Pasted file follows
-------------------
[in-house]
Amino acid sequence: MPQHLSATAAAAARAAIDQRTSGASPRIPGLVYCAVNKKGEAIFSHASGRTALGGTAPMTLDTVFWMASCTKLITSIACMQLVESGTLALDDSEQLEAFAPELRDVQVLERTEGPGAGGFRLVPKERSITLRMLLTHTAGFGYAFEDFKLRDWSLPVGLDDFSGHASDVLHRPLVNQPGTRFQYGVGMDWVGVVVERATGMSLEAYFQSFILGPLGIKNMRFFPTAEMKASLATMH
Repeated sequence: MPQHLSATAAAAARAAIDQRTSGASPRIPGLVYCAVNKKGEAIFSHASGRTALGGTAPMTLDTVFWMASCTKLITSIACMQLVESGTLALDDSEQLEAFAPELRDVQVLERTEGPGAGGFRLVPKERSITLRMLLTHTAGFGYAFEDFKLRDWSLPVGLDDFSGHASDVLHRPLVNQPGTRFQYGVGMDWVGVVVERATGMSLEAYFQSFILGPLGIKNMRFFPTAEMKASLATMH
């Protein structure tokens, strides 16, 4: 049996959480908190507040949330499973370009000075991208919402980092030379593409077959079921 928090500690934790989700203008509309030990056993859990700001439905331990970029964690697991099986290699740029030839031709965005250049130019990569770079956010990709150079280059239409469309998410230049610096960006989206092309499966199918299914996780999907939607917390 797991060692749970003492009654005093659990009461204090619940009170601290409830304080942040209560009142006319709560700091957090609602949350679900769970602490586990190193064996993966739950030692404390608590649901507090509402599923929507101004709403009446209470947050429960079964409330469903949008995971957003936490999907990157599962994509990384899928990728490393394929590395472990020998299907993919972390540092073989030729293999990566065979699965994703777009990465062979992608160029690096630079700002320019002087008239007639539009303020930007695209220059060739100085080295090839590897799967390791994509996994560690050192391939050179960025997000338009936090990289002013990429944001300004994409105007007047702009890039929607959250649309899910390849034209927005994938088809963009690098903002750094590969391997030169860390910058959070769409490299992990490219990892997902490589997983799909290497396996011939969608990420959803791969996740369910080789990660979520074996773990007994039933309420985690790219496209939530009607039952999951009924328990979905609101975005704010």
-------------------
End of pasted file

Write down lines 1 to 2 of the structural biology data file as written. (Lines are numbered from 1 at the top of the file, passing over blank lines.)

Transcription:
[in-house]
Amino acid sequence: MPQHLSATAAAAARAAIDQRTSGASPRIPGLVYCAVNKKGEAIFSHASGRTALGGTAPMTLDTVFWMASCTKLITSIACMQLVESGTLALDDSEQLEAFAPELRDVQVLERTEGPGAGGFRLVPKERSITLRMLLTHTAGFGYAFEDFKLRDWSLPVGLDDFSGHASDVLHRPLVNQPGTRFQYGVGMDWVGVVVERATGMSLEAYFQSFILGPLGIKNMRFFPTAEMKASLATMH